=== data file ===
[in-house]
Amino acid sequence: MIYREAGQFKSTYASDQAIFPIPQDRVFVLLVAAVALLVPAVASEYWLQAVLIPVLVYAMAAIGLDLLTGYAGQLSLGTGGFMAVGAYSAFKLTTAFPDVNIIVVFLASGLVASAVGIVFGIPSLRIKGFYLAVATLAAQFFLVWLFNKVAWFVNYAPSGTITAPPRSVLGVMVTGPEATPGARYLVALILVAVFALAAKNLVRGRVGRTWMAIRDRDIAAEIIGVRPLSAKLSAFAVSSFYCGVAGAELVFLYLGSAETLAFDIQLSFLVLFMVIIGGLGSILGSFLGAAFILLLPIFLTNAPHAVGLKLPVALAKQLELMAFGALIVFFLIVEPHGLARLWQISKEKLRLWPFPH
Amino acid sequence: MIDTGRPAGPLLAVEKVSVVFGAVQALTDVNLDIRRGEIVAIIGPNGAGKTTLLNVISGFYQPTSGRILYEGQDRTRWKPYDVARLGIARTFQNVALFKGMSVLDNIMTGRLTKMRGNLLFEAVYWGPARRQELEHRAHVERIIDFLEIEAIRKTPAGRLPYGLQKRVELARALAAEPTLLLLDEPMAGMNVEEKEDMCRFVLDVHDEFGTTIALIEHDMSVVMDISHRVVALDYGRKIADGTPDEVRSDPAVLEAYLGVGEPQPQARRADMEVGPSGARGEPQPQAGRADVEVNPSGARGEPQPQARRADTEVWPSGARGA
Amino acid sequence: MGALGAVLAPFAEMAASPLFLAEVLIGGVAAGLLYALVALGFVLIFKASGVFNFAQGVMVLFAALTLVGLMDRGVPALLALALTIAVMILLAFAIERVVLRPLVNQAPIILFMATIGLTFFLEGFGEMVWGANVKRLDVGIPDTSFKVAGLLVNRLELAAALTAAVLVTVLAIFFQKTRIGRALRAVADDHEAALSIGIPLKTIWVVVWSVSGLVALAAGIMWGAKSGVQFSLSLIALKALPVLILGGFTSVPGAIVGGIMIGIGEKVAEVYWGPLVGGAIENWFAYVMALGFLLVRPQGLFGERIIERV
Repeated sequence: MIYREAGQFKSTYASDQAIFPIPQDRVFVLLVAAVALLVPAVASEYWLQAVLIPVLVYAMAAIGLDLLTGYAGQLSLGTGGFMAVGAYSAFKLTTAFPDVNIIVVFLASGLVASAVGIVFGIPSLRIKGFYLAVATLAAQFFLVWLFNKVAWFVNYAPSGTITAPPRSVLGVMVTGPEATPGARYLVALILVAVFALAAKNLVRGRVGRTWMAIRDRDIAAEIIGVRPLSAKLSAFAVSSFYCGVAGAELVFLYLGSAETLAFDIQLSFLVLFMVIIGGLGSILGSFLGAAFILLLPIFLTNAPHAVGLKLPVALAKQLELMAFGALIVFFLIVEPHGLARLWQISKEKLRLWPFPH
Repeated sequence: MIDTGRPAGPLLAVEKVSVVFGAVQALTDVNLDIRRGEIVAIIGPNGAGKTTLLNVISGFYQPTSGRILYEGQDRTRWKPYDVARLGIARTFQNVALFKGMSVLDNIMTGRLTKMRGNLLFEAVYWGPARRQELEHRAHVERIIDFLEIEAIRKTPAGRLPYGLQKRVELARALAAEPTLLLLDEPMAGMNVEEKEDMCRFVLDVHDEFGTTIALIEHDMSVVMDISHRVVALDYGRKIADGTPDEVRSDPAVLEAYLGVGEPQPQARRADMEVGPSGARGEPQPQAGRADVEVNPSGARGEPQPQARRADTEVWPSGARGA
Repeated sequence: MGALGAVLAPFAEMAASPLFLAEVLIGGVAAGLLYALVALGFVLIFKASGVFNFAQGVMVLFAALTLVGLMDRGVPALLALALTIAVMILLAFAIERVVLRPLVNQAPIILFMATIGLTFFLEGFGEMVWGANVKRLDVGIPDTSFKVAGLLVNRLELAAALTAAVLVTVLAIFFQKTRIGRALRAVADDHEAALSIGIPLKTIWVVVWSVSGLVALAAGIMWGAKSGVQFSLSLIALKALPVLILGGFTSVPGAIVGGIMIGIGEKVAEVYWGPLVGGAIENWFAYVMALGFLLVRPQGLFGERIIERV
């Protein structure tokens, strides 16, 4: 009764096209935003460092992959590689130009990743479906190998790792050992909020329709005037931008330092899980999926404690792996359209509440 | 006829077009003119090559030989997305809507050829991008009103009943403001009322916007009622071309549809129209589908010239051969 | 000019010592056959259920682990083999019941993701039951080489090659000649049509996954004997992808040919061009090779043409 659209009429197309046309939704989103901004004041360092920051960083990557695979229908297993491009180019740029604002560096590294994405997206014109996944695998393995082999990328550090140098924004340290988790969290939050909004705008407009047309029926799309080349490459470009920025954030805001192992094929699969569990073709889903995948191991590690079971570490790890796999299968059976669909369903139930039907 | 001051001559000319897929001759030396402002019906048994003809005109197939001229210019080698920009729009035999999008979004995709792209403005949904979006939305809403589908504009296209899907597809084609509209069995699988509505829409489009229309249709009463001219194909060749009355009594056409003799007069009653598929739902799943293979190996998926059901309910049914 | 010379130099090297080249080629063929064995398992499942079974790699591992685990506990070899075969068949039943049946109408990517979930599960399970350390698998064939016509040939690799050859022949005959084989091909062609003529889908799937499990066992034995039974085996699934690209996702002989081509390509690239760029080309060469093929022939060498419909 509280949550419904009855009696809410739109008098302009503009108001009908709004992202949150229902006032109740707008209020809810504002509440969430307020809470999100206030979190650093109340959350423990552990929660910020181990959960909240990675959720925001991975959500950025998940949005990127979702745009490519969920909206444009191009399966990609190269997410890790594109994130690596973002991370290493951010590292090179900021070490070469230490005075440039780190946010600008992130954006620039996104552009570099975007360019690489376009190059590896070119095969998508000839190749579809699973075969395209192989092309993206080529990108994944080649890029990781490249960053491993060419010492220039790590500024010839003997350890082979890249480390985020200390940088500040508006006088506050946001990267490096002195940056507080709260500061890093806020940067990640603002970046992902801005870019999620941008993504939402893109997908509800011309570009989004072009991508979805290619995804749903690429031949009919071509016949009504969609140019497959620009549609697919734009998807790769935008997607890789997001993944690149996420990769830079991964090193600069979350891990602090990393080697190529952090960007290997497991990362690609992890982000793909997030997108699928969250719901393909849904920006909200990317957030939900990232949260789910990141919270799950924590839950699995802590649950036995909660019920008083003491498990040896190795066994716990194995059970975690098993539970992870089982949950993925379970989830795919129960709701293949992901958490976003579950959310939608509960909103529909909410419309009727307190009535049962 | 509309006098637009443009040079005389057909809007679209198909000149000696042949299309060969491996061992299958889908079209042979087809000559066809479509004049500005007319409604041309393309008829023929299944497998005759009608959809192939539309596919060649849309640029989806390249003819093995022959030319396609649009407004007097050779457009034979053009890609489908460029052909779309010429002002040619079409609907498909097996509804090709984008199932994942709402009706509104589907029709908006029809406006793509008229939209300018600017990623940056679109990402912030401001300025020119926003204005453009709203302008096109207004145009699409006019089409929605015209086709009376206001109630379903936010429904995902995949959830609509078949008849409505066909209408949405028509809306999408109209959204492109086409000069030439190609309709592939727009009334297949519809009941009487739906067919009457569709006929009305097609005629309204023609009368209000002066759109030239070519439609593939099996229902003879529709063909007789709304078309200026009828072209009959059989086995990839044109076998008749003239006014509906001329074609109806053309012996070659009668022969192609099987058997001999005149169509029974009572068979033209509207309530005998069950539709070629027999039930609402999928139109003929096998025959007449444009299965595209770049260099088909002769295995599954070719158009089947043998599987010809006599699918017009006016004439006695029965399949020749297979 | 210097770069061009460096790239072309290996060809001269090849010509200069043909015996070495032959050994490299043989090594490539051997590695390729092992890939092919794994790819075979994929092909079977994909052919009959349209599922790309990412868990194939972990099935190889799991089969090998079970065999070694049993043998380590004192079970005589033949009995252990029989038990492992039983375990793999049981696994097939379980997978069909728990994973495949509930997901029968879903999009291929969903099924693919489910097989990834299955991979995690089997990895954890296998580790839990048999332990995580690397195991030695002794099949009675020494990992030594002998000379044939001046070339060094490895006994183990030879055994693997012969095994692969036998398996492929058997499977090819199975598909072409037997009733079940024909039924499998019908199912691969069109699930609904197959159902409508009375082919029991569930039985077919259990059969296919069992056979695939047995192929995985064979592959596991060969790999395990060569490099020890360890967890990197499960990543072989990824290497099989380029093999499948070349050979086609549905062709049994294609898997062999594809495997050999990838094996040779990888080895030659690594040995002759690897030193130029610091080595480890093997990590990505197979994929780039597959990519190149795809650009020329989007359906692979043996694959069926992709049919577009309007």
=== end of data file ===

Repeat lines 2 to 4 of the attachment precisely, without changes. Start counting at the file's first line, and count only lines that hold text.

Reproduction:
Amino acid sequence: MIYREAGQFKSTYASDQAIFPIPQDRVFVLLVAAVALLVPAVASEYWLQAVLIPVLVYAMAAIGLDLLTGYAGQLSLGTGGFMAVGAYSAFKLTTAFPDVNIIVVFLASGLVASAVGIVFGIPSLRIKGFYLAVATLAAQFFLVWLFNKVAWFVNYAPSGTITAPPRSVLGVMVTGPEATPGARYLVALILVAVFALAAKNLVRGRVGRTWMAIRDRDIAAEIIGVRPLSAKLSAFAVSSFYCGVAGAELVFLYLGSAETLAFDIQLSFLVLFMVIIGGLGSILGSFLGAAFILLLPIFLTNAPHAVGLKLPVALAKQLELMAFGALIVFFLIVEPHGLARLWQISKEKLRLWPFPH
Amino acid sequence: MIDTGRPAGPLLAVEKVSVVFGAVQALTDVNLDIRRGEIVAIIGPNGAGKTTLLNVISGFYQPTSGRILYEGQDRTRWKPYDVARLGIARTFQNVALFKGMSVLDNIMTGRLTKMRGNLLFEAVYWGPARRQELEHRAHVERIIDFLEIEAIRKTPAGRLPYGLQKRVELARALAAEPTLLLLDEPMAGMNVEEKEDMCRFVLDVHDEFGTTIALIEHDMSVVMDISHRVVALDYGRKIADGTPDEVRSDPAVLEAYLGVGEPQPQARRADMEVGPSGARGEPQPQAGRADVEVNPSGARGEPQPQARRADTEVWPSGARGA
Amino acid sequence: MGALGAVLAPFAEMAASPLFLAEVLIGGVAAGLLYALVALGFVLIFKASGVFNFAQGVMVLFAALTLVGLMDRGVPALLALALTIAVMILLAFAIERVVLRPLVNQAPIILFMATIGLTFFLEGFGEMVWGANVKRLDVGIPDTSFKVAGLLVNRLELAAALTAAVLVTVLAIFFQKTRIGRALRAVADDHEAALSIGIPLKTIWVVVWSVSGLVALAAGIMWGAKSGVQFSLSLIALKALPVLILGGFTSVPGAIVGGIMIGIGEKVAEVYWGPLVGGAIENWFAYVMALGFLLVRPQGLFGERIIERV